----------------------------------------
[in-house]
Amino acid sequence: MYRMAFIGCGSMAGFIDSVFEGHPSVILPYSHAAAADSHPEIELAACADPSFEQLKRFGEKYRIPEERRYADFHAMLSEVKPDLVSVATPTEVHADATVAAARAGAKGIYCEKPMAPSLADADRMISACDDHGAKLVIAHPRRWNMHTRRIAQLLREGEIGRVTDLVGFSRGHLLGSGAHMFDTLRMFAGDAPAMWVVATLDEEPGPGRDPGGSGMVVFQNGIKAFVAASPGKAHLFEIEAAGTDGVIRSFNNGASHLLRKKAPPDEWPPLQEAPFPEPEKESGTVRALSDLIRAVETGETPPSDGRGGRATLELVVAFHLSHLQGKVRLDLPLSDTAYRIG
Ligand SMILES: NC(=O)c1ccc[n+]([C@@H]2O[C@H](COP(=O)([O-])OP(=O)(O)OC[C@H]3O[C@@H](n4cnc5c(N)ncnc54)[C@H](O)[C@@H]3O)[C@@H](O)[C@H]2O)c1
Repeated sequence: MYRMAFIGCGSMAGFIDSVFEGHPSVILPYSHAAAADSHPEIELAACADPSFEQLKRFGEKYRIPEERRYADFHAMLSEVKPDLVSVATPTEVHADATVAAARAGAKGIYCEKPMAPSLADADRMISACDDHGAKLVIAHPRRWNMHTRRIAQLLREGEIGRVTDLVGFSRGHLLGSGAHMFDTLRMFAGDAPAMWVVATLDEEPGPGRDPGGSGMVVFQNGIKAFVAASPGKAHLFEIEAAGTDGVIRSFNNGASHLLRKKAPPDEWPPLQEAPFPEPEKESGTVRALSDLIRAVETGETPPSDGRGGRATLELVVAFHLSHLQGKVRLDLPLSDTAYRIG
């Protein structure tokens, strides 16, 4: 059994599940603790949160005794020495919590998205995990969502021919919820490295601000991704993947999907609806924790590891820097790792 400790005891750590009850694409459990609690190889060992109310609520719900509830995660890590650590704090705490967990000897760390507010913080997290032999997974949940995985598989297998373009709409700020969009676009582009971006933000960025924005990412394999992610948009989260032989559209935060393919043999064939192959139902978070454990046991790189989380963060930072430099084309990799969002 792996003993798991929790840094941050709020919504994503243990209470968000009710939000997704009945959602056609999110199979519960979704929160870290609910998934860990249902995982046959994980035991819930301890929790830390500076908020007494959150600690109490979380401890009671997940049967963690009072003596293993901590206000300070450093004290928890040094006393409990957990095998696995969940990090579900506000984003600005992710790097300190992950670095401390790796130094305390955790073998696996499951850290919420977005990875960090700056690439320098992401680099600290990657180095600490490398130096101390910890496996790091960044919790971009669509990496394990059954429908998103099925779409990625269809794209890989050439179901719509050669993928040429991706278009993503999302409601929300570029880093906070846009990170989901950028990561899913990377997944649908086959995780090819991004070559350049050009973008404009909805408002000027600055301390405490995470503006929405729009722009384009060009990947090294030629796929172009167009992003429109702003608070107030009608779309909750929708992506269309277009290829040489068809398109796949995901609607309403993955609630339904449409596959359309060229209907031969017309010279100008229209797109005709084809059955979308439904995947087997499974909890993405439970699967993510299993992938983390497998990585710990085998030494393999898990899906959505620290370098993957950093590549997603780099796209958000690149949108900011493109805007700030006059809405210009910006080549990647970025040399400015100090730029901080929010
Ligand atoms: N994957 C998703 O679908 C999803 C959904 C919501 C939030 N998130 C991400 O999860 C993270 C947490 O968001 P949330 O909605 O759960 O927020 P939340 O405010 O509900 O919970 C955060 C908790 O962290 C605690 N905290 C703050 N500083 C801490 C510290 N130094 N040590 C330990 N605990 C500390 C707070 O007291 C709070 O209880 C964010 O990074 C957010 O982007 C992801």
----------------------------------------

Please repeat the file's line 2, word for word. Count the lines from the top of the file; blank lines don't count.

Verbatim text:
Amino acid sequence: MYRMAFIGCGSMAGFIDSVFEGHPSVILPYSHAAAADSHPEIELAACADPSFEQLKRFGEKYRIPEERRYADFHAMLSEVKPDLVSVATPTEVHADATVAAARAGAKGIYCEKPMAPSLADADRMISACDDHGAKLVIAHPRRWNMHTRRIAQLLREGEIGRVTDLVGFSRGHLLGSGAHMFDTLRMFAGDAPAMWVVATLDEEPGPGRDPGGSGMVVFQNGIKAFVAASPGKAHLFEIEAAGTDGVIRSFNNGASHLLRKKAPPDEWPPLQEAPFPEPEKESGTVRALSDLIRAVETGETPPSDGRGGRATLELVVAFHLSHLQGKVRLDLPLSDTAYRIG